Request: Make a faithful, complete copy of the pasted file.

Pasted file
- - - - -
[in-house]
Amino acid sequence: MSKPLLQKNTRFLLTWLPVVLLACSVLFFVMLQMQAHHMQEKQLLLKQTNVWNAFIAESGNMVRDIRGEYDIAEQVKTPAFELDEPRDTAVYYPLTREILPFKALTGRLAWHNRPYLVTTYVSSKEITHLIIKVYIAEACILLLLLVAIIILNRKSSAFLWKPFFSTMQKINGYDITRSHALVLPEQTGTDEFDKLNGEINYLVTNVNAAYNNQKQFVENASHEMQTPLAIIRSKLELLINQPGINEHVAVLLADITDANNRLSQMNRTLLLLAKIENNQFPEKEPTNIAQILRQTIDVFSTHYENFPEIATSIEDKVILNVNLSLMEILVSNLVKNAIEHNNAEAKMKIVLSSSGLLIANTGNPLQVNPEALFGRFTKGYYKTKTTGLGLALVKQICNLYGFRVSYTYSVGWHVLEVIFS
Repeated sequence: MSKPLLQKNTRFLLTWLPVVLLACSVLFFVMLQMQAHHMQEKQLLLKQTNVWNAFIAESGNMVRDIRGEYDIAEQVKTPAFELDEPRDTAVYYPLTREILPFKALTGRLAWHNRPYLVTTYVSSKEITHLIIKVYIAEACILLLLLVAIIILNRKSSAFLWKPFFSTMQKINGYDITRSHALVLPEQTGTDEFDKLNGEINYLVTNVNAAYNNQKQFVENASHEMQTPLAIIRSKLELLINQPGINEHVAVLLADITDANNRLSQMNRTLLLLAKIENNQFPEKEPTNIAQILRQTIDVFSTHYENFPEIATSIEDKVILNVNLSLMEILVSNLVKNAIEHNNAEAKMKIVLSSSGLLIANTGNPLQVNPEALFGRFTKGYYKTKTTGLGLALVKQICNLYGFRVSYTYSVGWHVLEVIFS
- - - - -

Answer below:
[in-house]
Amino acid sequence: MSKPLLQKNTRFLLTWLPVVLLACSVLFFVMLQMQAHHMQEKQLLLKQTNVWNAFIAESGNMVRDIRGEYDIAEQVKTPAFELDEPRDTAVYYPLTREILPFKALTGRLAWHNRPYLVTTYVSSKEITHLIIKVYIAEACILLLLLVAIIILNRKSSAFLWKPFFSTMQKINGYDITRSHALVLPEQTGTDEFDKLNGEINYLVTNVNAAYNNQKQFVENASHEMQTPLAIIRSKLELLINQPGINEHVAVLLADITDANNRLSQMNRTLLLLAKIENNQFPEKEPTNIAQILRQTIDVFSTHYENFPEIATSIEDKVILNVNLSLMEILVSNLVKNAIEHNNAEAKMKIVLSSSGLLIANTGNPLQVNPEALFGRFTKGYYKTKTTGLGLALVKQICNLYGFRVSYTYSVGWHVLEVIFS
Repeated sequence: MSKPLLQKNTRFLLTWLPVVLLACSVLFFVMLQMQAHHMQEKQLLLKQTNVWNAFIAESGNMVRDIRGEYDIAEQVKTPAFELDEPRDTAVYYPLTREILPFKALTGRLAWHNRPYLVTTYVSSKEITHLIIKVYIAEACILLLLLVAIIILNRKSSAFLWKPFFSTMQKINGYDITRSHALVLPEQTGTDEFDKLNGEINYLVTNVNAAYNNQKQFVENASHEMQTPLAIIRSKLELLINQPGINEHVAVLLADITDANNRLSQMNRTLLLLAKIENNQFPEKEPTNIAQILRQTIDVFSTHYENFPEIATSIEDKVILNVNLSLMEILVSNLVKNAIEHNNAEAKMKIVLSSSGLLIANTGNPLQVNPEALFGRFTKGYYKTKTTGLGLALVKQICNLYGFRVSYTYSVGWHVLEVIFS